-Todd A. Luhtanen
President at Talan SBS, LLC
Consultant and Coach to Small Business

Evolution of an Entrepreneur (infographic)
Stick to your core strengths

Small businesses that experience success and growth need to abandon the mantra of doing it all.  But far to often, they take on ancillary activities that distract from the core strengths that made them successful.  They find themselves mired in back office processes and either work 16 hour days or the business start to slip.  Success is a great thing, it is after all the point of our business, but success is a very poor teacher.  “I’m a Doctor for goodness sake, I should be able to run my business!” Replace Doctor with any other profession and you have the mindset that get many business owners in trouble.  My advice is stick to your core strengths and outsource the rest. If you want faster expansion for your growing business, click here to learn more about Asset Finance companies..

Don’t get nervous, you don’t have to abandon your patriotism or defy your union brothers.  What I’m talking about is hiring business specialists to perform the tasks that they are specially trained in and you are not.  These can and should be local businesses many of which are also small businesses.  Why have a receptionist turned bookkeeper doing the CFO job when you can hire a CFO on-demand for the two weeks per year that you need them.  Your bookkeeper and bottom line will thank you.  Financial, Marketing, Human Resources, Employee Training and even Sales are areas that can and should be outsourced.  The main benefit for small business owners is the ability to focus on the core business.  The cost of being distracted (sleepless nights, missed deadlines and limited resources) is enough to make the difference in profit and loss.  So now,

get more sleep, make more money and outsource everything that is not your core business.

Social Media for Business: If You Can’t Do It Right

Social media can be a great tool for small business.  That is, if it’s used correctly.

There is so much information available on how to do this and that, it’s no wonder so many are doing it wrong.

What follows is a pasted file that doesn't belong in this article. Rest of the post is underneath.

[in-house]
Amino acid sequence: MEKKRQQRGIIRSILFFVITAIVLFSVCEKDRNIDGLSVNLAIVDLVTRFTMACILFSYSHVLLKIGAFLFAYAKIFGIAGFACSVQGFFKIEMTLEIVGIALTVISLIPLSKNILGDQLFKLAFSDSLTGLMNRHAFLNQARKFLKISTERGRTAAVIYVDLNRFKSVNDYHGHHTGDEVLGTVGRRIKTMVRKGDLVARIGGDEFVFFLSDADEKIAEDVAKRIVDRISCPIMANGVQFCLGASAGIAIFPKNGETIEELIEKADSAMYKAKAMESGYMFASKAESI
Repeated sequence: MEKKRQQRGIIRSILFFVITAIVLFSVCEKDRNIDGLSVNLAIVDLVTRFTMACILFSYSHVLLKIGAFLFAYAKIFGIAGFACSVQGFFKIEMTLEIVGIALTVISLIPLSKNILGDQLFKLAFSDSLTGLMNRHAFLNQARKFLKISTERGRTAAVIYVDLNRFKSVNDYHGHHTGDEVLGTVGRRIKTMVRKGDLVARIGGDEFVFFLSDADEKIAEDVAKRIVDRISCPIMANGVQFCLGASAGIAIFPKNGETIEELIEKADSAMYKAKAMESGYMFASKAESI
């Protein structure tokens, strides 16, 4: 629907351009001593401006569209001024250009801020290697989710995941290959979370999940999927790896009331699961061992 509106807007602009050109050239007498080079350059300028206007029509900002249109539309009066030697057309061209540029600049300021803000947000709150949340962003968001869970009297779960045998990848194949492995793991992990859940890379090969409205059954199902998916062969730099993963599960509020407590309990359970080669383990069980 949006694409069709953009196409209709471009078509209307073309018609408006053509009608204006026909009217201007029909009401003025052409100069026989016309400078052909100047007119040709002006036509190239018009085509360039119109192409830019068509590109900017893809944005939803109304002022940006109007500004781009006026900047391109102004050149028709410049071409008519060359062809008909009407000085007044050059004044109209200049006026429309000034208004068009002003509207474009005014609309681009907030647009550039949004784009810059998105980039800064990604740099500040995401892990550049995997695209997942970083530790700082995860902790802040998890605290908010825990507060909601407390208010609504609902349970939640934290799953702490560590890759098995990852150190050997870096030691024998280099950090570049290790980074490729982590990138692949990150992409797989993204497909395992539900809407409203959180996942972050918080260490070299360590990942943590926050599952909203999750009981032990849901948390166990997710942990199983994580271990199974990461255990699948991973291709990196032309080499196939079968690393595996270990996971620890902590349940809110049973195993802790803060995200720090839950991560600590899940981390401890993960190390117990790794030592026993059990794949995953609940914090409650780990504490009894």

It’s not to say that there is only one way to manage social media for business effectively, but if you’re going to do it halfway, you may as well not do it at all.

There are several schools of thought when it comes to using social media to market a small business you can also do with other services like this one you find if you click here.

Content Crowd

They believe that it’s all about content creation.  The more content the better.  It doesn’t matter what it is, as long as you’re creating it.

Engagement Crowd

It’s about the conversation.  Make sure you engage people on various social networks and business will magically appear.

Feed Them Crowd

Share as much content as possible based on news found throughout the interwebs.  Set up an RSS feed to your Twitter and Facebook account, because hey, who has time to curate all day?

Forum Crowd

Hit up as many forums as you can, adding links to every discussion.  Doesn’t matter the forum, build as many back links as you can.  Since it’s a discussion forum, certainly your being social right?

Reciprocal Crowd

The more likes and followers you have the better.  It shows that your business is legit.  Email your friends and family to get them to like your page.  Follow as many people as possible, if they don’t follow back, then unfollow.  Remind anyone of Multi-Level-Marketing? If you feel like trying new ways, check out https://scaffoldingwrapadvertising.co.uk/.

So Now What?

The reality is that alone none of these make a ton of sense.  Managing social media for small business requires balance along with a sound strategy.  If you really want to meet new people/prospects here are a few ideas:

  • Find a way to engage locally
  • Find relevant forums.  Answer questions while sharing links back to your content
  • Stop the RSS feed.
  • Connect with locals on Twitter.
  • Focus on taking online connections offline
  • Use social media as a way to network
  • Create your own original content
  • Answer FAQ in blog posts
  • Follow back interesting people. Don’t feel obligated to follow everyone back